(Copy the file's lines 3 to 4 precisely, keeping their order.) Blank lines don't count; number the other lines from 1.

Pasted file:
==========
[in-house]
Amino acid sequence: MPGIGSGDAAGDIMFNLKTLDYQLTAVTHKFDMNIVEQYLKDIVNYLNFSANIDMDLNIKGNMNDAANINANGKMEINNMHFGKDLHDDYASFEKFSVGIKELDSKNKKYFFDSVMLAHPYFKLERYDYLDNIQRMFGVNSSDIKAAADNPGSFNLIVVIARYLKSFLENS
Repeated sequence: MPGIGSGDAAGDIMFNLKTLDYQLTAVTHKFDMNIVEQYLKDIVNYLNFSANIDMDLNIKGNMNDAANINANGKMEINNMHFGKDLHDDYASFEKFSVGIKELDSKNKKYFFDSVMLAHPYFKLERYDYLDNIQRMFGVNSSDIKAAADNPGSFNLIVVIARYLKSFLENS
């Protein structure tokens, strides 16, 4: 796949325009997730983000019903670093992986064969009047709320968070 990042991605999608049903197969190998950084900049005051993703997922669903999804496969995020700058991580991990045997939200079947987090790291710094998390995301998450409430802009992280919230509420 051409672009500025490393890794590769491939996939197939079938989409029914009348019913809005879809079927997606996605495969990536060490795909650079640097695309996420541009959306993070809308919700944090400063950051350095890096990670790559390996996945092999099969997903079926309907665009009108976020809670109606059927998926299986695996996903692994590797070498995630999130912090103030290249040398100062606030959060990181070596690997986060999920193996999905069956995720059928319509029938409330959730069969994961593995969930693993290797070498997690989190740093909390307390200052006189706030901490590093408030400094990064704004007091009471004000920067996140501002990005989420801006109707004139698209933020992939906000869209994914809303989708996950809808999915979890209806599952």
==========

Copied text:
Repeated sequence: MPGIGSGDAAGDIMFNLKTLDYQLTAVTHKFDMNIVEQYLKDIVNYLNFSANIDMDLNIKGNMNDAANINANGKMEINNMHFGKDLHDDYASFEKFSVGIKELDSKNKKYFFDSVMLAHPYFKLERYDYLDNIQRMFGVNSSDIKAAADNPGSFNLIVVIARYLKSFLENS
């Protein structure tokens, strides 16, 4: 796949325009997730983000019903670093992986064969009047709320968070 990042991605999608049903197969190998950084900049005051993703997922669903999804496969995020700058991580991990045997939200079947987090790291710094998390995301998450409430802009992280919230509420 051409672009500025490393890794590769491939996939197939079938989409029914009348019913809005879809079927997606996605495969990536060490795909650079640097695309996420541009959306993070809308919700944090400063950051350095890096990670790559390996996945092999099969997903079926309907665009009108976020809670109606059927998926299986695996996903692994590797070498995630999130912090103030290249040398100062606030959060990181070596690997986060999920193996999905069956995720059928319509029938409330959730069969994961593995969930693993290797070498997690989190740093909390307390200052006189706030901490590093408030400094990064704004007091009471004000920067996140501002990005989420801006109707004139698209933020992939906000869209994914809303989708996950809808999915979890209806599952």